4
$\begingroup$

This is a question that has been bugging me because I see this practice done in many medical papers. Here's the scenario: you create a prognostic model from a general population of breast cancer patients with sensible exclusion criteria like no previous cancer. Your variables end up being age, HER2 receptor status, and estrogen receptor status. What I see in many papers is the authors validate the model, but then also test it on multiple groups of patients with very specific characteristics. Like testing performance for HER2+ and ER+ patients only, or only on young patients who are Stage III. They then say things like, "the model performed well on ER+/HER2- patients but not HER2+ patients overall."

Something in my gut says that it is not great practice to train a model on a broad patient population then test it on multiple different subsets of patients (e.g. only Stage III patients, or only patients <50 yrs who are Black). I am not a statistician by training so I have no evidence for this. Anyone know if there are bias issues with this practice?

$\endgroup$
3
  • $\begingroup$ Can you clarify what you mean by 'prognostic'. I assume that it means response to treatment? It seems that what you are describing are sub-populations for which the model does or does not fit well. This indicates that including co-variates such as age, prior health status, etc. might have improved even the fit of the original model on the larger population. However, on average it did fit well enough. But when you then look at sub-populations the possibility to improve the model becomes more apparent. $\endgroup$ – user12719 Jan 25 '13 at 21:11
  • $\begingroup$ By prognostic I mean, "able to predict a patient's outcome." In my example, it could be the model's ability to predict probability of 5-year overall survival. Yes, the model was trained on a broad population of breast cancer patients, but the researchers then test it on a bunch of sub-populations and state conclusions like "the model performed well with X types of patients but not Y types." My gut tells me you can't draw conclusions like that if you trained the model on a broad population. $\endgroup$ – JJM Jan 25 '13 at 21:26
  • $\begingroup$ If X and Y-types were present in the original model, this means that either the model fit for one of these types was poor and/or one of these types was underrepresented. The model could therefore be improved by including co-variates that distinguish these types, e.g. age or by giving them more relative weight. One would have to exclude the possibility that the difference between X and Y is not due the previous reasons (underrepresentation, difference in age). $\endgroup$ – user12719 Jan 25 '13 at 21:38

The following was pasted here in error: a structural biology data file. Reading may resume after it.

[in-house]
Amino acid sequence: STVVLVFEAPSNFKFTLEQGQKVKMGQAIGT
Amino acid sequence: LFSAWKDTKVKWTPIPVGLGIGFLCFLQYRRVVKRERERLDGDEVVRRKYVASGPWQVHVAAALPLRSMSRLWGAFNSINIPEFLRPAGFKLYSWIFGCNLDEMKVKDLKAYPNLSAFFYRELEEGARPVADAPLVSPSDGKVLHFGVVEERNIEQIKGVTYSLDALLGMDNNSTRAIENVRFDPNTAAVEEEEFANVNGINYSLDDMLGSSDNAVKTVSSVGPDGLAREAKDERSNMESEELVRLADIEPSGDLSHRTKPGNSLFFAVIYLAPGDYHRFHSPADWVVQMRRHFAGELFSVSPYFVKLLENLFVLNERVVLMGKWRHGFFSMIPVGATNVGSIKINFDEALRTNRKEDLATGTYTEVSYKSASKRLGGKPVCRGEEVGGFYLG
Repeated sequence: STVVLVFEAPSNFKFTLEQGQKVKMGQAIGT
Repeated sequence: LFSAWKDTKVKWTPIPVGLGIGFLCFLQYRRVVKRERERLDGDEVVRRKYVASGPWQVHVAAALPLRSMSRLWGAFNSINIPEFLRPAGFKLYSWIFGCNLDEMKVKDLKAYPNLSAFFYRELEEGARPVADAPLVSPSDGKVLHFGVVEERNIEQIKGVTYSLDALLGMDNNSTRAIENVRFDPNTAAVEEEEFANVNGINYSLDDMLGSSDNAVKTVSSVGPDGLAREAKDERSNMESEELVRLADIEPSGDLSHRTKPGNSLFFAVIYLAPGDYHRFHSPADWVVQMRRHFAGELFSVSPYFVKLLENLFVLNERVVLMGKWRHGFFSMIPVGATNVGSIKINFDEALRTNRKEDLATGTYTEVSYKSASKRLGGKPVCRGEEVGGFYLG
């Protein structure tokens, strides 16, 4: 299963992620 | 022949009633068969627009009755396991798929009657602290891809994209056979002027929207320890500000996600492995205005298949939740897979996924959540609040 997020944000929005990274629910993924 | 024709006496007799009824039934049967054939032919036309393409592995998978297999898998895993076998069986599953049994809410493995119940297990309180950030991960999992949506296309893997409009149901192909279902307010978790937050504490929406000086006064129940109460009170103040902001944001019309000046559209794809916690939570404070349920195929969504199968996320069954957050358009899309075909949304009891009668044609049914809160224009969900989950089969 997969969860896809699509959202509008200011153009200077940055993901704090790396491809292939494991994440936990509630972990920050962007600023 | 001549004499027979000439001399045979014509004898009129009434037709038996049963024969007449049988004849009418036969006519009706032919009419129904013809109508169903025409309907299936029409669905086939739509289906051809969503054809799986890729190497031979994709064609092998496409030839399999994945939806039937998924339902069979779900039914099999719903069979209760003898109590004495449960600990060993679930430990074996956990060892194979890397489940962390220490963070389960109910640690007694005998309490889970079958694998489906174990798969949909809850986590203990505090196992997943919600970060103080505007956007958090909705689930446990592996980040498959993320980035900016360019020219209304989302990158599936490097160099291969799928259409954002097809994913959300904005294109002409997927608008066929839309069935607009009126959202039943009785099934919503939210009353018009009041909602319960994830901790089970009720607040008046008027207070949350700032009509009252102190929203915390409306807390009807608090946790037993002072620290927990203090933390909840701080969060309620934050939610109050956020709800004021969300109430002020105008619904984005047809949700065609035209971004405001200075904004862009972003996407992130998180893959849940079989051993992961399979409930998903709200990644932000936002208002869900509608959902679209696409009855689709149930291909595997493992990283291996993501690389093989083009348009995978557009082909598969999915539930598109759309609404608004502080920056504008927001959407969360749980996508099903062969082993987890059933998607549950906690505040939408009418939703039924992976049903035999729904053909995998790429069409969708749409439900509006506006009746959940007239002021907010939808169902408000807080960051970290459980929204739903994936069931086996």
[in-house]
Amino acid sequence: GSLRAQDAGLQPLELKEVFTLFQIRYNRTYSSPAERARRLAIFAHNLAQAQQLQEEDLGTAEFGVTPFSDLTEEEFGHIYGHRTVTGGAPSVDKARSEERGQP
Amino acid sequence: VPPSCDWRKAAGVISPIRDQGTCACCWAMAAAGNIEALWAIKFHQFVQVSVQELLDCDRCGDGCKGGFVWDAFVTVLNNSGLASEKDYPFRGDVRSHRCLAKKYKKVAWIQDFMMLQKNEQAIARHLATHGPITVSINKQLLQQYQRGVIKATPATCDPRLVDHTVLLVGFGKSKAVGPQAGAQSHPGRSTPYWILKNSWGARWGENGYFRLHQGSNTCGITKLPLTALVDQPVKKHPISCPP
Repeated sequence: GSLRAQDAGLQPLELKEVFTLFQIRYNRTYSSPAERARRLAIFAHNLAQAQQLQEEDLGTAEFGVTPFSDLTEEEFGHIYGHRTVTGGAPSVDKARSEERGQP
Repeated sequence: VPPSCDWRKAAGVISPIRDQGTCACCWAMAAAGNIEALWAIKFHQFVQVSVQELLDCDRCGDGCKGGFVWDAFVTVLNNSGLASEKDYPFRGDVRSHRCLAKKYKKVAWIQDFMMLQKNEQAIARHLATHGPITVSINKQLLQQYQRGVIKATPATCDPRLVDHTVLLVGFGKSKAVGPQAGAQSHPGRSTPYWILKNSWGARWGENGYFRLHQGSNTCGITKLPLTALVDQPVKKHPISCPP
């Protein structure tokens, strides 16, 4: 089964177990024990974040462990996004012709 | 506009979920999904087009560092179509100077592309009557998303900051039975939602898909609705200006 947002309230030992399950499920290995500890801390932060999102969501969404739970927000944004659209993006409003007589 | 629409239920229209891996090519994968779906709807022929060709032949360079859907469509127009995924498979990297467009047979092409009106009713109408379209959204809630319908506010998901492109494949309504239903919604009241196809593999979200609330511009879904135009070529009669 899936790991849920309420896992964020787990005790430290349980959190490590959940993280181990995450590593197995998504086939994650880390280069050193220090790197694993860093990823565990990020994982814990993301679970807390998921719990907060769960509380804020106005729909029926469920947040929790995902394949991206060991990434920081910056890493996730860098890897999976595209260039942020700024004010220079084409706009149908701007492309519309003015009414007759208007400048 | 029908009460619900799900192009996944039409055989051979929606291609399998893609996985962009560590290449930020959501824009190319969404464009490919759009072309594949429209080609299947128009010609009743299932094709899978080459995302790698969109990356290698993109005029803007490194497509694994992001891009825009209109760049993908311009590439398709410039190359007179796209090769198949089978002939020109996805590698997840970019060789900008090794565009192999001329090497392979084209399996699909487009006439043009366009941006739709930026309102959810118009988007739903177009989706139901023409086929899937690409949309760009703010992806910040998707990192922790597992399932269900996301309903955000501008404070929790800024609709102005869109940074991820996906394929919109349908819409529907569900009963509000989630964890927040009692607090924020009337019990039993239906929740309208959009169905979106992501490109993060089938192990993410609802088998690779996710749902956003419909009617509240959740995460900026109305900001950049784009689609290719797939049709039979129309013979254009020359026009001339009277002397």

1
$\begingroup$

It's not so much that there is a problem with bias. It's that the research sounds inefficient and would accomplish more by including these subpopulations (and the variables that define them) in the modelling. I agree with @user12719 that additional covariates would no doubt be useful to include, and I'd add that statistical interactions might emerge as relevant too. That is to say, not only might the original model benefit from new covariates, and not only might it perform better or worse when considering subgroups defined by those covariates, but certain predictors might loom larger or smaller, or even switch signs, depending on the subgroup under consideration. The method you described seems to gloss over much of this.

$\endgroup$
1
  • $\begingroup$ I should have given a little more detail. These "sub-populations" are from an external validation data set from another institution. No data-splitting of the modeling patients. What I was thinking is if testing the model on multiple patient sub-populations from your external validation set raises problems of multiple comparisons (it performs well/worse on some population due to chance). Something just doesn't quite seem right with training the model on a heterogeneous population and testing it on a small homogeneous sub-population of patients (again, from another institution). $\endgroup$ – JJM Jan 26 '13 at 4:30

Your Answer

By clicking “Post Your Answer”, you agree to our terms of service, privacy policy and cookie policy

Not the answer you're looking for? Browse other questions tagged or ask your own question.